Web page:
This section is incomplete -- if you have more information on supported and unsupported applications, please send them to the author so they can be included here.
If you start artsd from the KDE control panel, the default is to suspend after 60 seconds. If you start artsd from the command line you need to use the -s option to specify the autosuspend time, otherwise it will default to disabling the autosuspend feature.
Currently it doesn't suspend when using full duplex. Turn full duplex off from the KControl and it will suspend. Disabling full duplex is generally a good idea anyway if you only use aRts for playing audio and not recording.
% mpg123 foo.mp3
% artsdsp mpg123 foo.mp3
This will redirect the sound output to aRts. This method doesn't require changes to the applications. It is something of an ugly hack however, and does not yet fully support all features of the sound card device, so some applications may not work.
No. Using artsdsp can result in slightly more latency and CPU usage that using the aRts APIs directly. Other than that, any application that doesn't work should be considered a bug in artsdsp. The technique used by artsdsp should, if implemented properly, allow every application to work with it (including large applications like Quake 3).
You can wait for artsd to suspend or use the command artsshell suspend to ask the server to suspend itself. You will only be able to suspend the server if no aRts applications are currently using it, and no aRts applications will be able to run when the server is suspended.
If the server is busy, a crude but effective way to get rid of it is:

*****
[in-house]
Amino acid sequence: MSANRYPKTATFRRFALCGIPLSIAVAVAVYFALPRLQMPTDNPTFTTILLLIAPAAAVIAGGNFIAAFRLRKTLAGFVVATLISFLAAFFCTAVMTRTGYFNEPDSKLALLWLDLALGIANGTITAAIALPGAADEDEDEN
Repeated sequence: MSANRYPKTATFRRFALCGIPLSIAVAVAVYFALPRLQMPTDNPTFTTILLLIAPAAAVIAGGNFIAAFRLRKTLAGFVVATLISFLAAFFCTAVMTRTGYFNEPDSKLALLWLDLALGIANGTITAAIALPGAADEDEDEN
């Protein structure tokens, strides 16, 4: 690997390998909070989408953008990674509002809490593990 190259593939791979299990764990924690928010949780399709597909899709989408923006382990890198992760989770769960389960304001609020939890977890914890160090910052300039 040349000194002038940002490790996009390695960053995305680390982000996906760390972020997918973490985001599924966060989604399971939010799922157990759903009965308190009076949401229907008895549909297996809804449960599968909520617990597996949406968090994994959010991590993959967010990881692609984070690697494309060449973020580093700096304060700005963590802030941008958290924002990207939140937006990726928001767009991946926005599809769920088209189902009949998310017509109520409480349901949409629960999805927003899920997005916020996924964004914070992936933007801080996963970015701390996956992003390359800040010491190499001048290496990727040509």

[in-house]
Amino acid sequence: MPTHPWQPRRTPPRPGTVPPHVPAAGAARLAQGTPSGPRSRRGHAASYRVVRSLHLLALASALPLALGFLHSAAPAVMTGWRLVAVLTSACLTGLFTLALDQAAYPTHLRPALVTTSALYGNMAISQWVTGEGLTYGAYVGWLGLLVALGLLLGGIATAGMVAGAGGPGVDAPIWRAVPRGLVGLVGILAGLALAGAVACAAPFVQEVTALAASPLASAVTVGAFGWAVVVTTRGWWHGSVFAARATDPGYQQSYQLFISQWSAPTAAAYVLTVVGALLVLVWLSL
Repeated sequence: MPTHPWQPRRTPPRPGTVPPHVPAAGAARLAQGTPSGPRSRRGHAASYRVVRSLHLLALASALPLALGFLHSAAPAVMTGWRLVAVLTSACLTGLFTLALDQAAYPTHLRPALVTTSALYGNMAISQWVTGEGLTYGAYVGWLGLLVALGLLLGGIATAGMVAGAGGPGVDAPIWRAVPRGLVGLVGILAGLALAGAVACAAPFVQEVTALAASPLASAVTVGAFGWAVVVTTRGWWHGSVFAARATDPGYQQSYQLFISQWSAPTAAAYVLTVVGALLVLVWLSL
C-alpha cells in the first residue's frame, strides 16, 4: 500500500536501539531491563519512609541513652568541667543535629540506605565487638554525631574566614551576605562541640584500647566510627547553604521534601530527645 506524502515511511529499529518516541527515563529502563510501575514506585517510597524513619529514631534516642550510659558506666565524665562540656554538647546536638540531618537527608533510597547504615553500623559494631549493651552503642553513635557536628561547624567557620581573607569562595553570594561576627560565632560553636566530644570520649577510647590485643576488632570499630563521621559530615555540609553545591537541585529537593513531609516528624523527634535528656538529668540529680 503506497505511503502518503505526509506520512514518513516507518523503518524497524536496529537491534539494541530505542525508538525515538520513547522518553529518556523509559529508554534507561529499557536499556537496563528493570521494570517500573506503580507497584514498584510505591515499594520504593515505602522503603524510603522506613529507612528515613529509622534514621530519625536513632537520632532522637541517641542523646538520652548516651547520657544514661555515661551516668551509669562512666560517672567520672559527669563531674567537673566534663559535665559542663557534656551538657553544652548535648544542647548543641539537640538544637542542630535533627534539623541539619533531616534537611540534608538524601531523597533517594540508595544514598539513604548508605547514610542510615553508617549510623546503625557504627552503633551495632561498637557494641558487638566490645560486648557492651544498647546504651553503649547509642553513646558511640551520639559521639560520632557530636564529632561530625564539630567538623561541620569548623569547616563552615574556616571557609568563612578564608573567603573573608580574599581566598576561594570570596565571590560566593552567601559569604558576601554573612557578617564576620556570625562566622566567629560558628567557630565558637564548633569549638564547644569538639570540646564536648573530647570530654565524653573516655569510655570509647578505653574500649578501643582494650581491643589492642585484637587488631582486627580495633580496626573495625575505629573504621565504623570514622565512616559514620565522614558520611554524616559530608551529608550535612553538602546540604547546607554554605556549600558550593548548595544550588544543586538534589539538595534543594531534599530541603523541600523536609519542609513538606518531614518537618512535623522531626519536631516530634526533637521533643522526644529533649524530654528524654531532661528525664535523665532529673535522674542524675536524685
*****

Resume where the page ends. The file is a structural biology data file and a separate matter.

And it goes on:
% killall artsd ; killall artswrapper Now start your own application. % kcminit arts
Any currently running aRts applications may crash, however, once you kill the server.
If you are running KDE 1.x applications, which output sound via the KDE 1 audio server, you will need to run kaudioserver to make it work. You can start kaudioserver in the same way than other non-aRts-applications:
% artsdsp kaudioserver
You will need to have installed kaudioserver (from the same source where you got your KDE 1.x applications from) - it belongs to KDE 1.x, not KDE 2.
This is most likely not a bug, but caused by the fact that the Linux® kernel is not very good at real-time scheduling. There are situations where aRts will not be able to keep up with playback. You can, however, enable real-time rights (via KControl), and use a large latency setting (like 250ms or don't care), which should improve the situation.
The help text for this setting in the KControl can be misleading. A lower value means that aRts will take less time to respond to external events (i.e.. the time that it takes between closing a window and hearing a sound played by artsd). It will also use more CPU resources, and be more likely to cause dropouts.
For users of IDE drives, you can use the hdparm command to put your IDE drive in DMA mode. A word of warning: this does not work on all hardware, and can result in having to do a hard reset or in rare cases, data loss. Read the documentation for the hdparm command for more details. I have successfully used the following command:
% hdparm -c1 -d1 -k1 -K1 /dev/hda
You need to run this after every boot, so you might want to place it in a system startup script (how to do this distribution specific, on Debian Linux® it is usually put in /etc/rc.boot).
Verify that artswrapper is really installed suid root, like it is supposed to be. A lot of distributions (SuSE7.x for instance) don't do this. You can verify this using: ls -l $(which artswrapper). Good:
% ls -l $(which artswrapper) -rwsr-xr-x 1 root root 4556 Sep 24 18:05 /opt/kde2/bin/artswrapperBad:
% ls -l $(which artswrapper) -rwxr-xr-x 1 root root 4556 Sep 24 18:05 /opt/kde2/bin/artswrapperIf you are not having the s, you can get it using:
% chown root $(which artswrapper) % chmod 4755 $(which artswrapper)
Enable it in the KControl Sound Server settings (enable X11 server for security information and network transparency). Then copy your .mcoprc to all machines you plan to use network transparency from. Log in again. Make sure that the hosts that interact know each other by name (i.e. they have resolvable names or are in /etc/hosts).